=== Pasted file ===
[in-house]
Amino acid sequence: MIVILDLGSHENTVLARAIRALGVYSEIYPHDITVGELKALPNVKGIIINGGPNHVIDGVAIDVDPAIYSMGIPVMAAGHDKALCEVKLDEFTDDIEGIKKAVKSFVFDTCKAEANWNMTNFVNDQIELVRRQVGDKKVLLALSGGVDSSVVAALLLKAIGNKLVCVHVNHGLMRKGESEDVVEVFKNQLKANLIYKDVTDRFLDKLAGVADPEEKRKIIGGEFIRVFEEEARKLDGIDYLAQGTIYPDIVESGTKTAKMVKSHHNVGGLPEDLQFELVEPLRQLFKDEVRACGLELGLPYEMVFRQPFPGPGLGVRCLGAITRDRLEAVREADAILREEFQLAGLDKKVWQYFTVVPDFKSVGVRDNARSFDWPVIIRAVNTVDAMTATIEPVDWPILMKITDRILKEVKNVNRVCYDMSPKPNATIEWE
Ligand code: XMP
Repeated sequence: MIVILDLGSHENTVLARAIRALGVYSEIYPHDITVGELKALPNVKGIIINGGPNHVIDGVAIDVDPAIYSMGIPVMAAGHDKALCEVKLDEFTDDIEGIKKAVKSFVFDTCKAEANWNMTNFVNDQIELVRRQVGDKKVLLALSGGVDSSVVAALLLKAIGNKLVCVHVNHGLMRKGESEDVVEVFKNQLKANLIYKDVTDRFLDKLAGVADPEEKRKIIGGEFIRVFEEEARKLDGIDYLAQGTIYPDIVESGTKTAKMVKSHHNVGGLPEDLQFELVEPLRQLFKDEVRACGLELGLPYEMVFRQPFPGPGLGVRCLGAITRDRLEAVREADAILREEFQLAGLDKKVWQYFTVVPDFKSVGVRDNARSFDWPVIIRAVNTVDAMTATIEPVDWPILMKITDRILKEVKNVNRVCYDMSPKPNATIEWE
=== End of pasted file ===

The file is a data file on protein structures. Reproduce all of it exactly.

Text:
[in-house]
Amino acid sequence: MIVILDLGSHENTVLARAIRALGVYSEIYPHDITVGELKALPNVKGIIINGGPNHVIDGVAIDVDPAIYSMGIPVMAAGHDKALCEVKLDEFTDDIEGIKKAVKSFVFDTCKAEANWNMTNFVNDQIELVRRQVGDKKVLLALSGGVDSSVVAALLLKAIGNKLVCVHVNHGLMRKGESEDVVEVFKNQLKANLIYKDVTDRFLDKLAGVADPEEKRKIIGGEFIRVFEEEARKLDGIDYLAQGTIYPDIVESGTKTAKMVKSHHNVGGLPEDLQFELVEPLRQLFKDEVRACGLELGLPYEMVFRQPFPGPGLGVRCLGAITRDRLEAVREADAILREEFQLAGLDKKVWQYFTVVPDFKSVGVRDNARSFDWPVIIRAVNTVDAMTATIEPVDWPILMKITDRILKEVKNVNRVCYDMSPKPNATIEWE
Ligand code: XMP
Repeated sequence: MIVILDLGSHENTVLARAIRALGVYSEIYPHDITVGELKALPNVKGIIINGGPNHVIDGVAIDVDPAIYSMGIPVMAAGHDKALCEVKLDEFTDDIEGIKKAVKSFVFDTCKAEANWNMTNFVNDQIELVRRQVGDKKVLLALSGGVDSSVVAALLLKAIGNKLVCVHVNHGLMRKGESEDVVEVFKNQLKANLIYKDVTDRFLDKLAGVADPEEKRKIIGGEFIRVFEEEARKLDGIDYLAQGTIYPDIVESGTKTAKMVKSHHNVGGLPEDLQFELVEPLRQLFKDEVRACGLELGLPYEMVFRQPFPGPGLGVRCLGAITRDRLEAVREADAILREEFQLAGLDKKVWQYFTVVPDFKSVGVRDNARSFDWPVIIRAVNTVDAMTATIEPVDWPILMKITDRILKEVKNVNRVCYDMSPKPNATIEWE